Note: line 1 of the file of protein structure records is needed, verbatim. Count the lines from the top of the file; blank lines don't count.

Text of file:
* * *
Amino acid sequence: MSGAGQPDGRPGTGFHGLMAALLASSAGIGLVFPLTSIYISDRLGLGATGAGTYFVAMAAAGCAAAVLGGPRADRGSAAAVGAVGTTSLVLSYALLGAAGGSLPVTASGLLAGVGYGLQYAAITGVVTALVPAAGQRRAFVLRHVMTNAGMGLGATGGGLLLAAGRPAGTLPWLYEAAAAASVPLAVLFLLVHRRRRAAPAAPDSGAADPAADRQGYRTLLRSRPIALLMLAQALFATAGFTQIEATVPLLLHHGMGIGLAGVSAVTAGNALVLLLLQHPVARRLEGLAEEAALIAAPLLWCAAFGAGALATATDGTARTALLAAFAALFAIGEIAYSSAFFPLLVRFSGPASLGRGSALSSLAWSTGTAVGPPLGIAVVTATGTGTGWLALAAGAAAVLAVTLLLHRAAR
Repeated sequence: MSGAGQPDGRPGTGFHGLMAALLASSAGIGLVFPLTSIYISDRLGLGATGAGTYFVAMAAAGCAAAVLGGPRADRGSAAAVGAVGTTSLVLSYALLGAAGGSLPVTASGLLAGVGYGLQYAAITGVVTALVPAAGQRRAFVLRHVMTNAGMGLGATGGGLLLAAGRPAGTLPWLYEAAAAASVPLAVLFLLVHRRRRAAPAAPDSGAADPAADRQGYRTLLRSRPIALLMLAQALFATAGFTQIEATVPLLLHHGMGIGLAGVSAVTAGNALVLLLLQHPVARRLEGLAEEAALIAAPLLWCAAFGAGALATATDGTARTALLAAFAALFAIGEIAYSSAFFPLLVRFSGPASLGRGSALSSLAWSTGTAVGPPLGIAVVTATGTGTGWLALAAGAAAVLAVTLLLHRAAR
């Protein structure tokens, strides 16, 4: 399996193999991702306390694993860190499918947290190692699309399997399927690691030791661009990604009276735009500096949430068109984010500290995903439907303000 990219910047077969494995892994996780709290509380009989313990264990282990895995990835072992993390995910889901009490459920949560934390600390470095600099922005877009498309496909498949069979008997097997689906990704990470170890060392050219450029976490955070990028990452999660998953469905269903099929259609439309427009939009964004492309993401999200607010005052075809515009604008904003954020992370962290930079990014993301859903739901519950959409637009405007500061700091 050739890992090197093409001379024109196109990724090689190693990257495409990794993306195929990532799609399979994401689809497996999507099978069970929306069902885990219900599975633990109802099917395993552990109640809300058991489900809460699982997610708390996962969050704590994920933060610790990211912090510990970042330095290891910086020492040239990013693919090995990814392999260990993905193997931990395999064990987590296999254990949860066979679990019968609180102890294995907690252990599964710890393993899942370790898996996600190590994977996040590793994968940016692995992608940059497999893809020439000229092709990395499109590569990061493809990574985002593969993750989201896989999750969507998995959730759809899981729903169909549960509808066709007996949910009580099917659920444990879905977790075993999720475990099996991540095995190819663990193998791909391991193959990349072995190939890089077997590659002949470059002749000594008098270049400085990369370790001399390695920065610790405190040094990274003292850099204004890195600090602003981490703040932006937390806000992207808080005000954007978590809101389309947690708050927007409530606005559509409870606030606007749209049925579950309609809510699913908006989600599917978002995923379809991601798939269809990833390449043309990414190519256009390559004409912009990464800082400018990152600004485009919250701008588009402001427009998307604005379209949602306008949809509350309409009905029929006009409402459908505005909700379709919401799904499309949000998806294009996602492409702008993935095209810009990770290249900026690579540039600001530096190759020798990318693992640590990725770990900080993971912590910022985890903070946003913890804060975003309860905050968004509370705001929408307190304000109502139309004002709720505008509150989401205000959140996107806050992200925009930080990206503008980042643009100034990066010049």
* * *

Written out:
Amino acid sequence: MSGAGQPDGRPGTGFHGLMAALLASSAGIGLVFPLTSIYISDRLGLGATGAGTYFVAMAAAGCAAAVLGGPRADRGSAAAVGAVGTTSLVLSYALLGAAGGSLPVTASGLLAGVGYGLQYAAITGVVTALVPAAGQRRAFVLRHVMTNAGMGLGATGGGLLLAAGRPAGTLPWLYEAAAAASVPLAVLFLLVHRRRRAAPAAPDSGAADPAADRQGYRTLLRSRPIALLMLAQALFATAGFTQIEATVPLLLHHGMGIGLAGVSAVTAGNALVLLLLQHPVARRLEGLAEEAALIAAPLLWCAAFGAGALATATDGTARTALLAAFAALFAIGEIAYSSAFFPLLVRFSGPASLGRGSALSSLAWSTGTAVGPPLGIAVVTATGTGTGWLALAAGAAAVLAVTLLLHRAAR